"Never before, the entire history of the American theater, has so much of the truth of black people's lives been seen on the stage," observed James Baldwin shortly before A Raisin in the Sun opened on Broadway in 1959.
Indeed Lorraine Hansberry's award-winning drama about the hopes and aspirations of a struggling, working-class family living on the South Side of Chicago connected profoundly with the psyche of black America—and changed American theater forever. The play's title comes from a line in Langston Hughes's poem "Harlem," which warns that a dream deferred might "dry up/like a raisin in the sun."
"The events of every passing year add resonance to A Raisin in the Sun," said The New York Times. "It is as if history is conspiring to make the play a classic." This Modern Library edition presents the fully restored, uncut version of Hansberry's landmark work with an introduction by Robert Nemiroff.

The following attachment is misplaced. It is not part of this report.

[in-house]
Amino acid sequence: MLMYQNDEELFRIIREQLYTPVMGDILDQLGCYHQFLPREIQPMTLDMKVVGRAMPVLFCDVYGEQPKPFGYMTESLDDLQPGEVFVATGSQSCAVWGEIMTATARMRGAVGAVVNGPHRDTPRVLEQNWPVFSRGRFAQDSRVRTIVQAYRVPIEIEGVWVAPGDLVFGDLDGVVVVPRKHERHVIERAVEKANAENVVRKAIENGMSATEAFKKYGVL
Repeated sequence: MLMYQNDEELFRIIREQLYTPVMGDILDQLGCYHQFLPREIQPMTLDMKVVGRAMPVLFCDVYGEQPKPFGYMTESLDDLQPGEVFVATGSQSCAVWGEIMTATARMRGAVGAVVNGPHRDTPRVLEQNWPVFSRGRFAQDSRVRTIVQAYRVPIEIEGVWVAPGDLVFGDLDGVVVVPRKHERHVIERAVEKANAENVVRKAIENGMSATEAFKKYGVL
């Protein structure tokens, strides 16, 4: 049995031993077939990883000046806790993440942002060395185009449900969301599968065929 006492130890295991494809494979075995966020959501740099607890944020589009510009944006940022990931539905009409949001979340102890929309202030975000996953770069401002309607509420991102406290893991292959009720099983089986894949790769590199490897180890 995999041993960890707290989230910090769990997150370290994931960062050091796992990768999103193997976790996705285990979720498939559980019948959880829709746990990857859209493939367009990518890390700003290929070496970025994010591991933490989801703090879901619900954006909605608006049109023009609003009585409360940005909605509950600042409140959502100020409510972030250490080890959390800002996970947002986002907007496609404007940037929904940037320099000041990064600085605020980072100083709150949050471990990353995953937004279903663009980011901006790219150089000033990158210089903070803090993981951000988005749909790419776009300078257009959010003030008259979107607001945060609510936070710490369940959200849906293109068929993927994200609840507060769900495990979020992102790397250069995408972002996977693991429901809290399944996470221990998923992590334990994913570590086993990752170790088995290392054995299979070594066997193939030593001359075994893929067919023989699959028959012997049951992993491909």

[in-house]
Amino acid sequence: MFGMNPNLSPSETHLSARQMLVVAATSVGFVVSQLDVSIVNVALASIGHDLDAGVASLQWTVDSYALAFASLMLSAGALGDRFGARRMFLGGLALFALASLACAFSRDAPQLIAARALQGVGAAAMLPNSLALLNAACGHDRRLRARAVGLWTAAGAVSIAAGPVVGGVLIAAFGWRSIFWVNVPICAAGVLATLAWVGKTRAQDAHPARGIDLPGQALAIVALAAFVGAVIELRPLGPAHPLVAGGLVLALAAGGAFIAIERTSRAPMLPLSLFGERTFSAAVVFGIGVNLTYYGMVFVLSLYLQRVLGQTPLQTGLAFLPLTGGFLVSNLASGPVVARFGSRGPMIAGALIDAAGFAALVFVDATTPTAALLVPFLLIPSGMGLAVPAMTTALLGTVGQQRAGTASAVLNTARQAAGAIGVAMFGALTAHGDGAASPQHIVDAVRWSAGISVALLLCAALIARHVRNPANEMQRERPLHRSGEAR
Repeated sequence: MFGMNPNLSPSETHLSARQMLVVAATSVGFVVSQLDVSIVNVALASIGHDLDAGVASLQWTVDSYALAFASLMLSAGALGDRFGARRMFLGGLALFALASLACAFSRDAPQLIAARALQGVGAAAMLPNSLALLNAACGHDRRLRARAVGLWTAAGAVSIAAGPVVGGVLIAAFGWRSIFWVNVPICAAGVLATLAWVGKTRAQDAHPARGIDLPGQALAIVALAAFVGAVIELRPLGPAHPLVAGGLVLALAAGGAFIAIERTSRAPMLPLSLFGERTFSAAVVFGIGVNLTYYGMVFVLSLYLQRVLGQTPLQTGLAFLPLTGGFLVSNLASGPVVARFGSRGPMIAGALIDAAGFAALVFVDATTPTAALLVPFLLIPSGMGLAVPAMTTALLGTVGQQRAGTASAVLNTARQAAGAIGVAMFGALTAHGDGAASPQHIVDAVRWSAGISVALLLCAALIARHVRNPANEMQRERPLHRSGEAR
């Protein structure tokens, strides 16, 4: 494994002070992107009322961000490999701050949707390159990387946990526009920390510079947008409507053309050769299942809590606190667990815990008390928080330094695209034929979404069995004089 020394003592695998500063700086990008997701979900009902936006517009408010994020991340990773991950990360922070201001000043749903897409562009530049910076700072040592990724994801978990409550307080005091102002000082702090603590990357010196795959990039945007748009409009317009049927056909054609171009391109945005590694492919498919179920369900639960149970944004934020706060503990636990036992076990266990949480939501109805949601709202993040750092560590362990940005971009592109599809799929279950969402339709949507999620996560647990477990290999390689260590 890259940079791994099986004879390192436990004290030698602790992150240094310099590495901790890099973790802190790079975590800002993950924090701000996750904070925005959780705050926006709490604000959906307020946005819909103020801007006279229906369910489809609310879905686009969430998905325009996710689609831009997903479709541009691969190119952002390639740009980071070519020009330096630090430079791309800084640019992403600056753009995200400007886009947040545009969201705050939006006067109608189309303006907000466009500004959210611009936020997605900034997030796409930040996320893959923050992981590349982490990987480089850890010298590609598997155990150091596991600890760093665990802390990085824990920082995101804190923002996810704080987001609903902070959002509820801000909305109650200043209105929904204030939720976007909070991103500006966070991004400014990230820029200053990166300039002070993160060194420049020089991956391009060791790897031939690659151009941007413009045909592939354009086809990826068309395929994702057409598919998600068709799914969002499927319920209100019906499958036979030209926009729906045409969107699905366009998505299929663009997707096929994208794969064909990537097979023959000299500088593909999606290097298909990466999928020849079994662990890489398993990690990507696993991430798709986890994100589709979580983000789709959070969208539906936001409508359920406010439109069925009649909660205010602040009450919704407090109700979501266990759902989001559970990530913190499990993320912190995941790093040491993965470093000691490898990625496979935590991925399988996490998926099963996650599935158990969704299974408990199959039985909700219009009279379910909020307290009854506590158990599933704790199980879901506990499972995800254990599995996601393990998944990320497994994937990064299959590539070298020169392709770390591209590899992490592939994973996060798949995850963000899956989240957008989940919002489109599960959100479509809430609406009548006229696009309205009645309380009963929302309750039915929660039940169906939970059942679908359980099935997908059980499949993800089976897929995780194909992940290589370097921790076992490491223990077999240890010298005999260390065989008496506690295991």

God I hated having to read this for school, but it’s a play for God’s sake! I watched an old film adaptation of the play and it was a masterpiece55
Really shows what life was like during the times in the south side of Chicago during WWll. Good read though!55
I'm a person who does like to read that much but this has become my favorite book55
It was very good, meaningful and deep. I like it55
It just goes to show, optimism & realism are exact opposites. :345
This book was required for my school's summer reading program. It was a good way for me to see how people were back then struggling just trying coming out of poverty.45
I loved it.55